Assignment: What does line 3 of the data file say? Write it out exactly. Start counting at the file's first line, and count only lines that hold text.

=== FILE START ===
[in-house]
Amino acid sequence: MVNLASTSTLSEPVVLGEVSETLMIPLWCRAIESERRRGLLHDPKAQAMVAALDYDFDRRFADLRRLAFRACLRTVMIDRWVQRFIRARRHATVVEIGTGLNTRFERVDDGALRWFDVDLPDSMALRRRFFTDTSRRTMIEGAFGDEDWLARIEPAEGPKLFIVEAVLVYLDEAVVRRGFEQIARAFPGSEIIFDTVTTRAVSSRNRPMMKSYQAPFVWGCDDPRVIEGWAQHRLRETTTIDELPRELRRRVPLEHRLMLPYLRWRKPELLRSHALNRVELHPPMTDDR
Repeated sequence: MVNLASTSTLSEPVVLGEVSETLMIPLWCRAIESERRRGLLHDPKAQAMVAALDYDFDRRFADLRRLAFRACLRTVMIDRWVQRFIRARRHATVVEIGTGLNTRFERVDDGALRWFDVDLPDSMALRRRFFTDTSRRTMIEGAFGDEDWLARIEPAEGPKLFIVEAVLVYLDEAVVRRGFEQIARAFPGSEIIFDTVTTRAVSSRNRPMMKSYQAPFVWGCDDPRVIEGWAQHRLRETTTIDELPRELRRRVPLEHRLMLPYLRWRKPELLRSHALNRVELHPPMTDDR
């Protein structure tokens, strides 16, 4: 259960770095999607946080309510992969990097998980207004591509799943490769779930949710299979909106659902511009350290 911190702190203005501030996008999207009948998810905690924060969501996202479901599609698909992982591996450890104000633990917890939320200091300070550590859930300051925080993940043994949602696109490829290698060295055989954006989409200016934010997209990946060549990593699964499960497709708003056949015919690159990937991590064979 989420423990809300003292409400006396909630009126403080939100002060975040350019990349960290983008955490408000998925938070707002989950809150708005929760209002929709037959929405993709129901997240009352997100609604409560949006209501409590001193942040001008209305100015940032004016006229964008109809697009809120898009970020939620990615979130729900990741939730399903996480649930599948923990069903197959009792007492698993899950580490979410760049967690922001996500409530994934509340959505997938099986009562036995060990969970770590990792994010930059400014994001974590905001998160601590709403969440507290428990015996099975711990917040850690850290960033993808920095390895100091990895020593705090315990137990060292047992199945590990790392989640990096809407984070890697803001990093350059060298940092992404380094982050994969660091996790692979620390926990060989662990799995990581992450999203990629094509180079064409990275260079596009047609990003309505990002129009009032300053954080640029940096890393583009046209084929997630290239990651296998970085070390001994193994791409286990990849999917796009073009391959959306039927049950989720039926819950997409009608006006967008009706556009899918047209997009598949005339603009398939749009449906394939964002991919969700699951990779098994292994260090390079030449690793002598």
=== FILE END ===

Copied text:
Repeated sequence: MVNLASTSTLSEPVVLGEVSETLMIPLWCRAIESERRRGLLHDPKAQAMVAALDYDFDRRFADLRRLAFRACLRTVMIDRWVQRFIRARRHATVVEIGTGLNTRFERVDDGALRWFDVDLPDSMALRRRFFTDTSRRTMIEGAFGDEDWLARIEPAEGPKLFIVEAVLVYLDEAVVRRGFEQIARAFPGSEIIFDTVTTRAVSSRNRPMMKSYQAPFVWGCDDPRVIEGWAQHRLRETTTIDELPRELRRRVPLEHRLMLPYLRWRKPELLRSHALNRVELHPPMTDDR